Exploring for Information at GTI/IPAMS Information Center

Title: Exploring for Information at GTI/IPAMS Information Center
Author: Ann Priestman
Publication: The Outcrop, July 2003, p. 1, 6-7

Libraries, aka Information Centers, aka Knowledge Resource Centers, have become dinosaurs in today’s oil and gas companies in the Rockies. The closing of Marathon’s Research Center in Littleton 2 years ago marked the end of oil and gas company libraries in Denver, to my knowledge. Denver is fortunate to have the USGS and Colorado School of Mines (CSM), plus the additional resources of DERL (Denver Earth Resources Library) and Herrold’s Geologic Research Library. These libraries all have great resources, but budgets everywhere are tight and each institution is down to bare bones for personnel and are adding few new publications.

Information Center History

Unknown to many, a hidden gem to others, the GTI/IPAMS Information Center (formerly GRI Information Center, formerly Natural Gas Supply Center) is a library that provides information and through years of experience, collection, and selection based on client requests has acquired and distributes valuable knowledge, all available for no fee. The Gas Research Institute established four Information Centers in the late 1980s to help disseminate to the industry the published results from their research efforts. There were centers housed at universities in Marietta, Ohio; Tuscaloosa, Alabama; Houston, Texas; and Denver, Colorado. The original Natural Gas Supply Center in Denver was located at the Arthur Lakes Library at CSM. As the industry’s needs changed the Marietta and Tuscaloosa Centers were closed and the Houston and Denver Centers were moved downtown to be nearer their users. The Centers were pared down to one professional librarian each and three years ago the Houston Center was closed. The Denver Information Center has thrived with minimal promotion for the last three years, due to its central location, eclectic collection, new products, Denver’s large number of independents and consultants, and GTI’s support.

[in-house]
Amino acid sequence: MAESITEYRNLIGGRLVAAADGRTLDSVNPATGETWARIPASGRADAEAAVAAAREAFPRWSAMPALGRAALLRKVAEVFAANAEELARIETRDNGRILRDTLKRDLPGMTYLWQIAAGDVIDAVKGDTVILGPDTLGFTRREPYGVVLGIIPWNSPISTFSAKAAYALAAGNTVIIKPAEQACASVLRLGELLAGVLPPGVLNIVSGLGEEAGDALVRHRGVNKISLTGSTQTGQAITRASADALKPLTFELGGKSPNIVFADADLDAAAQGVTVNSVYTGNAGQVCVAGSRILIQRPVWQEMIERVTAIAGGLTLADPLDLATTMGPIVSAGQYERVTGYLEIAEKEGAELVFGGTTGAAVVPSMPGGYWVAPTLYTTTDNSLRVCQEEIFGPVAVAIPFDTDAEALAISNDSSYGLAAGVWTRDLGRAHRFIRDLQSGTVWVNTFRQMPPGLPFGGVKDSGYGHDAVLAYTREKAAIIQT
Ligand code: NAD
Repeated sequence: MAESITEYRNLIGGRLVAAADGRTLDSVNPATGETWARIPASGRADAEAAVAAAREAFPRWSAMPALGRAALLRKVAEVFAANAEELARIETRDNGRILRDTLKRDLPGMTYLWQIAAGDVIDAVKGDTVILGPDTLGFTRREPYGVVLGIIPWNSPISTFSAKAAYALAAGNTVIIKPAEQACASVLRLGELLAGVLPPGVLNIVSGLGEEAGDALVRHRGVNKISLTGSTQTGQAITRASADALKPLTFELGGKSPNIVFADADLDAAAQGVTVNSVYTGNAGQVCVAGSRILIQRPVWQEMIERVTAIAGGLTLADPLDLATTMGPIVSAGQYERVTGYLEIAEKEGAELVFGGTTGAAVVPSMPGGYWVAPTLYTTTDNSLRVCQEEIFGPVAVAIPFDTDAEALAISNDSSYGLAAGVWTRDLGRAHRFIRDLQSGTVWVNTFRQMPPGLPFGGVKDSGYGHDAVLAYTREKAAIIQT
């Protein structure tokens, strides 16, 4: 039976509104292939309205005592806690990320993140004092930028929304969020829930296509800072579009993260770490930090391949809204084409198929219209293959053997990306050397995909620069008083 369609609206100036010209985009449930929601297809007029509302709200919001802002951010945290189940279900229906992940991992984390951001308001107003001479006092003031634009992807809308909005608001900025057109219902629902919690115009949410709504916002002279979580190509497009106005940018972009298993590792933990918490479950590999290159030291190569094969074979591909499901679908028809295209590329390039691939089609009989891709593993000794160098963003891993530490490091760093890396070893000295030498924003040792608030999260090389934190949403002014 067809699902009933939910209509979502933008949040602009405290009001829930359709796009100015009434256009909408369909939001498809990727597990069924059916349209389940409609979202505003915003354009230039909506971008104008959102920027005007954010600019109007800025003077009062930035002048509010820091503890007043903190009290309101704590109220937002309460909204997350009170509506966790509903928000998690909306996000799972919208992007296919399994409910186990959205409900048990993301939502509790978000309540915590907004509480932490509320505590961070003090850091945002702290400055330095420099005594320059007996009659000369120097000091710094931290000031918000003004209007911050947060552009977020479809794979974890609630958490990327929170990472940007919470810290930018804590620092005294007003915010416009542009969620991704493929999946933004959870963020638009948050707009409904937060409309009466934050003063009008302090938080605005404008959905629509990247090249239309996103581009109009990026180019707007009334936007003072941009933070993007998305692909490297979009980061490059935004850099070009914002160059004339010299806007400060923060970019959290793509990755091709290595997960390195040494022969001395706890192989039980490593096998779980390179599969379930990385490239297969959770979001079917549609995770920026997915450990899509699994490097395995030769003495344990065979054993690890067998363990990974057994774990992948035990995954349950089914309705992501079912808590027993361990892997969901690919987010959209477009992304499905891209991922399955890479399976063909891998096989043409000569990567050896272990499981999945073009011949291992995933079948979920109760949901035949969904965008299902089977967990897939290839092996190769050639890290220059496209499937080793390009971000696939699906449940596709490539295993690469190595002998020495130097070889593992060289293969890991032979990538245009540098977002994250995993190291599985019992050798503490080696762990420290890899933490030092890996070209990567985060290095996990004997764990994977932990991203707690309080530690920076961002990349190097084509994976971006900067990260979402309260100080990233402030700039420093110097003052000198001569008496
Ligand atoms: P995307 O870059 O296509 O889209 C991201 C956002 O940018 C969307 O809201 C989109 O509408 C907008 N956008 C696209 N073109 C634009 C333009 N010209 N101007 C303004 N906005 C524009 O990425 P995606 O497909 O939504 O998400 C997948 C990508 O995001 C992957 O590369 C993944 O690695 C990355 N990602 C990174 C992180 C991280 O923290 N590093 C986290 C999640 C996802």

GTI History

By the year 2020, about 40% of U.S. gas supply will depend on the availability of new technology, according to GTI’s 2002 annual report. GTI has more than 60 years of experience in technology development and training and more than 800 patents. More than 400 products incorporating GTI-developed technology have been introduced. The FERC-funded program, which initially supported GRI, will end December 31, 2004. While the Denver Information Center emphasis has been on energy supply, GTI’s other critical technology and market areas include efficient energy use, clean energy systems (utilizing hydrogen, for example), and a resilient energy infrastructure.

GTI’s expanded energy supply goal is to meet growing demand at affordable prices and to reduce reliance on imported fuels. Our initial research included advanced stimulation technology applications, successful drilling practices, surface logging measurement and analysis techniques, fracture treatment optimization methods, infield natural gas reserve growth strategies, advanced seismic technologies, produced water treatment and disposal options, and coalbed methane production technologies. GTI’s areas of technical expertise in energy supply include gas processing, gas hydrates, liquefied natural gas (LNG), unconventional natural gas, field drilling and completion, and gasification of coal, biomass and other solid fuels.

GTI/IPAMS Information Center